‘Bloom lit up the stage whenever he was on it.’

-The New York Times



Australian/American bass Joshua Bloom has sung principal roles with Opera Australia, San Francisco Opera, LA Opera, Santa Fe Opera, Wiener Staatsoper, New York’s Metropolitan Opera, Washington National Opera, English National Opera, Badisches Staatstheater, Opera Northern Ireland and Garsington Opera, among others.

He has also appeared on the concert stage with the Berlin Philharmonic, New York Philharmonic, the London Symphony Orchestra, the LA Philharmonic, Britten Sinfonia, the Auckland Philharmonia and the Birmingham Contemporary Music Group as well as the Melbourne, Queensland, Adelaide and Western Australian Symphonies.

Joshua’s 2017/18 season includes house debuts with Oper Köln, Opera Colorado and Israeli Opera, and role debuts as Bottom in A Midsummer Night’s Dream, with English National Opera and Israeli Opera, Faraone in Rossini’s virtuosic Mosè in Egitto and Kaspar in Der Freischütz. He will also be returning to work with the Britten Sinfonia in Gerald Barry’s The Conquest of Ireland at the Barbican. 2017/18 sees him working with such conductors as Thomas Adès, Daniel Cohen, David Parry, Ari Pelto and Alexander Soddy and directors including Lotte de Beer, Robert Carsen and Matthew Ozawa.

Recent highlights include a world premiere of Gerald Barry’s Alice’s Adventures Underground with the Los Angeles Philharmonic and Britten Sinfonia, conducted by Thomas Ades; his debut with the Berlin Philharmonic, under the baton of Sir Simon Rattle, revisiting Ligeti’s Le Grand Macabre, directed by Peter Sellars; a role debut as Blansac, in Rossini’s La Scala di Seta with the Orchestra of Scottish Opera, conducted by David Parry and a return to the title role in Le Nozze di Figaro for Garsington Opera and at Théâtre des Champs-Élysées.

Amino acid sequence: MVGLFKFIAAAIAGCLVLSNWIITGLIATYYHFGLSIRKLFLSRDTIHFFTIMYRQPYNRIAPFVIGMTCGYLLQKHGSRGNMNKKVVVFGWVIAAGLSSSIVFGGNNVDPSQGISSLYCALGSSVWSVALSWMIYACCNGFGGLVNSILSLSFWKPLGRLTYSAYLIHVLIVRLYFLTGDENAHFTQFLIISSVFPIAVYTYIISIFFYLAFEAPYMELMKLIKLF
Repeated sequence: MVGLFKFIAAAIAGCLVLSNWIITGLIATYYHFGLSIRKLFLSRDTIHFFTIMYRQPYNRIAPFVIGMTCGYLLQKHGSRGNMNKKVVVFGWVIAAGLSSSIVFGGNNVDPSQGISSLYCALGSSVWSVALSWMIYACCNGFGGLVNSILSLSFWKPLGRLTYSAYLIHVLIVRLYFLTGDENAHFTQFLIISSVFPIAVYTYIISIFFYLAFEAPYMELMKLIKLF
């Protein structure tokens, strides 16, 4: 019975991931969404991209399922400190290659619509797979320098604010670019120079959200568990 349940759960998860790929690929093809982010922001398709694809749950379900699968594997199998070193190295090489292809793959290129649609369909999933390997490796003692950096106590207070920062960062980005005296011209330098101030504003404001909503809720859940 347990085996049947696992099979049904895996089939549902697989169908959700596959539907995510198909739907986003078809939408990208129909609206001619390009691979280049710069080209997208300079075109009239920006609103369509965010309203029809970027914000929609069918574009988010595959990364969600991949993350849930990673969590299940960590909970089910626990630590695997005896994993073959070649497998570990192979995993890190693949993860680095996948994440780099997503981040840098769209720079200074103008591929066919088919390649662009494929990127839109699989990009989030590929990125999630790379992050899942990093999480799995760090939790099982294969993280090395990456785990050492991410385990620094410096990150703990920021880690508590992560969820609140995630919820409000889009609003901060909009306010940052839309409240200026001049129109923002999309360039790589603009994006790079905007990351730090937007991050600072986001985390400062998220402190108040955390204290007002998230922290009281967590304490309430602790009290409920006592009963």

Joshua appears on NMC’s Grammy nominated recording of Gerald Barry’s The Importance of Being Earnest as Algernon Moncrieff, conducted by Thomas Adès; the New York Philharmonic’s live recording of Janáček’s The Cunning Little Vixen as Harašta, conducted by Alan Gilbert; The Metropolitan Opera’s HD Broadcast of Mozart’s Don Giovanni as Masetto, conducted by Fabio Luisi; the Berlin Philharmonic’s Digital Concert Hall broadcast of Ligeti’s Le Grand Macabre, as The Black Minister, conducted by Sir Simon Rattle and the LSO Live recording of Debussy’s Pelléas et Mélisande as The Shepherd/Doctor conducted by Sir Simon Rattle.

Joshua was born in Australia to musician parents and studied cello and double-bass as well as being a chorister at St Paul’s Cathedral, Melbourne. He went on to study History at the University of Melbourne and graduated with a Bachelor of Arts in 1996.

His professional debut in opera was in an OzOpera touring production of The Barber of Seville, after which he joined the Young Artist Programme of Opera Australia in Sydney, and later the Merola and Adler Fellowship Programmes at the San Francisco Opera.

Joshua is represented worldwide by Simon Goldstone at Rayfield Allied.


The Garden – Richard Ayres
World Premiere
Asko Schönberg
September 5, 13, November 10
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Bluebeard’s Castle – Bela Bartok
Bluebeard (Role debut)
Irish National Opera, dir. Enda Walsh